Home Pick up Trucks New Kia Pickup Rendering Looks Like the GMC Sierra’s South Korean Cousin

New Kia Pickup Rendering Looks Like the GMC Sierra’s South Korean Cousin

Kia isn’t a byword for pickups. Even in South Korea, the automaker doesn’t have anything that could compete with the likes of the mid-size Ford Ranger or full-size Ram 1500. But not long now, there will be a body-on-frame truck with a tiger-nose grille that will be sold in Australia and a few other parts of the world.
Expected to launch in 2022 or 2023 at the latest, the yet-to-be-named workhorse is going to be a badge-engineered version of a Hyundai pickup. The chief operating officer of Kia Australia said in July 2019 that work is already underway and that body styles will range from a single cab to a slightly roomier dual cab.

Imagined by Kleber Silva with the face and taillights of the Telluride and the body shell of the half-ton GMC Sierra, you can’t help but wonder how much Kia will copy from American brands. After all, they’re the most proficient at designing pickups and they also happen to sell the most trucks by a long margin.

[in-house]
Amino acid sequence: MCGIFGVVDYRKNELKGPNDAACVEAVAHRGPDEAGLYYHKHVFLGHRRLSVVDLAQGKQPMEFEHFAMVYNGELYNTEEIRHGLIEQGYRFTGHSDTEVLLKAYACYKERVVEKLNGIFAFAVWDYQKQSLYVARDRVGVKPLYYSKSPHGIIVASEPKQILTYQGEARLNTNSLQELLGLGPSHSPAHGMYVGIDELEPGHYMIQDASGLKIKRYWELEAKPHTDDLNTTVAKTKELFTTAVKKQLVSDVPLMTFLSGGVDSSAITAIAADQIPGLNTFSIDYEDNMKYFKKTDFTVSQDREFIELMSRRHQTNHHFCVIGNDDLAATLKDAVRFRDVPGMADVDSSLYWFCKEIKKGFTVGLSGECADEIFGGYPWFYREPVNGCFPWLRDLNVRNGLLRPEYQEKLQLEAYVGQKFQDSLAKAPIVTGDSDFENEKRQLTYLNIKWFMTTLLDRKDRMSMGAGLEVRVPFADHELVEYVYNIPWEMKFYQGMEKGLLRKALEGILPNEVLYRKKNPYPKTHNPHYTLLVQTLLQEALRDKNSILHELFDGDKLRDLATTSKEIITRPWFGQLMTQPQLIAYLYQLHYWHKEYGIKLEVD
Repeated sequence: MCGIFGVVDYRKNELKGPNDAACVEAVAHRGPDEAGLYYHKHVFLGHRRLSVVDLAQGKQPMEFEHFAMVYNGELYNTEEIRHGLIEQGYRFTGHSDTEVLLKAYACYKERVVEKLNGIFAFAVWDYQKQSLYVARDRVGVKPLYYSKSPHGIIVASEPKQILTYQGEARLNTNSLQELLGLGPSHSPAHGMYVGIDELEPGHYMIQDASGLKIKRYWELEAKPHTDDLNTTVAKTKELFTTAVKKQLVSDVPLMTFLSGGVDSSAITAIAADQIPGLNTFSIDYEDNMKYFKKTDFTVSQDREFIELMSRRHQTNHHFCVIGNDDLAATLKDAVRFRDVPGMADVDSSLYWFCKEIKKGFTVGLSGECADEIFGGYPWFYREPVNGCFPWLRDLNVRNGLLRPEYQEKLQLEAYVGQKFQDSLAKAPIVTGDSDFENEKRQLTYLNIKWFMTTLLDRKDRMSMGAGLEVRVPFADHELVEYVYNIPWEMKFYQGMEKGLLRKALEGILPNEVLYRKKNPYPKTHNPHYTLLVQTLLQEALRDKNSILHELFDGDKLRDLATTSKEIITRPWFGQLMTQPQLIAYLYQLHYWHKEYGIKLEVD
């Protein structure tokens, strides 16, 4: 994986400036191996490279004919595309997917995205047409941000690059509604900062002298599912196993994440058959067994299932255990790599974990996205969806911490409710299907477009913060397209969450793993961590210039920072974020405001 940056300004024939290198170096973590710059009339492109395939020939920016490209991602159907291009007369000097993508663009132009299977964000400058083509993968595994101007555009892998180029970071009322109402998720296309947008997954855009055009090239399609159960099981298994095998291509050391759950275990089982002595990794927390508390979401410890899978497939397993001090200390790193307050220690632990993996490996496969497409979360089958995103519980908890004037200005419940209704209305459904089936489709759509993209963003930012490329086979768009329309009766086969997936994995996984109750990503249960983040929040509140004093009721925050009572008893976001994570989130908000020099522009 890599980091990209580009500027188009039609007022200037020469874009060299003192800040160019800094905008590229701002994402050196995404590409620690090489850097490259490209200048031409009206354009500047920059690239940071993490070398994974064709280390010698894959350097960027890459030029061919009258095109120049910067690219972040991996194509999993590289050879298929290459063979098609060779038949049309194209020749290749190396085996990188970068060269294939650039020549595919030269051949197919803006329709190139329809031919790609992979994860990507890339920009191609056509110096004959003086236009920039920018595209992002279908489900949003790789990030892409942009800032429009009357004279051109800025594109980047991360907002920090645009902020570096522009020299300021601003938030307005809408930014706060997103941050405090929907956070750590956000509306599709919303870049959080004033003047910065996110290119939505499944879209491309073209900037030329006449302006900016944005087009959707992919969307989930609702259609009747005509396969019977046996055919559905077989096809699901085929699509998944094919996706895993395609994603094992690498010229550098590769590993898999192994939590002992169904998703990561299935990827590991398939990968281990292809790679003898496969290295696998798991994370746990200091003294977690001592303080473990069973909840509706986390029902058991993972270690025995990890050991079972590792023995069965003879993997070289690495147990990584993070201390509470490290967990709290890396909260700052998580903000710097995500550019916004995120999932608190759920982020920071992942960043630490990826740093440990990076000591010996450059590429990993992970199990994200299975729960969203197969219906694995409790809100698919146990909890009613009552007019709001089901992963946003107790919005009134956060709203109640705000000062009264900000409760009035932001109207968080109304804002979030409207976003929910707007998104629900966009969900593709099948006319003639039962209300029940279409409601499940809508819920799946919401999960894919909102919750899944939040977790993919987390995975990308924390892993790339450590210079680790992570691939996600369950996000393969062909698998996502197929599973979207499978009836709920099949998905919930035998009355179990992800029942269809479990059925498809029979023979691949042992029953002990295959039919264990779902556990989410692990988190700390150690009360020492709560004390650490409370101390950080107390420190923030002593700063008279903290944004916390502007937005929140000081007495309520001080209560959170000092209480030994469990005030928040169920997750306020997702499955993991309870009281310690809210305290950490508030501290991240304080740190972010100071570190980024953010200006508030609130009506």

Don’t, however, brace yourself for U.S. availability because neither Kia nor Hyundai want to lose to the Ford Motor Company, General Motors, and Ram. This gets us to Australia, which is the land of the mid-size pickup, and the mystery truck’s capability. The golden standard for towing in this segment is 3,500 kilograms (make that 7,716 pounds) while payload should exceed 1,000 kilograms (2,205 pounds), figures that should give the Toyota Hilux a run for its money.

Speaking of which, Kia is poised to offer a more affordable alternative to the best-selling Hilux and the Ford Ranger, the two most popular mid-sizers in the Land Down Under. The Toyota starts at 22,325 dollars in Australia for the Workmate trim level with rear-wheel drive while the Blue Oval is charging 28,340 for the XL Low Rider with the 2.2-liter turbo diesel and a six-speed automatic box.

Both Kia and bigger brother Hyundai are likely cutting their teeth at pickups in Australia before they’ll try the U.S. market for the second generation of these trucks, but only time will tell if the South Korean companies will make a business case for selling trucks in North America. After all, it’s the hardest market to break because the Big Three in Detroit have so much more experience in this segment.

On a related note, have you heard that Hyundai prepares to roll out the Santa Cruz “crosstruck” next year in the U.S. of all places? The unibody pickup will be manufactured in Alabama, and chances are the newcomer will go on sale as a 2022 model if everything goes according to plan.

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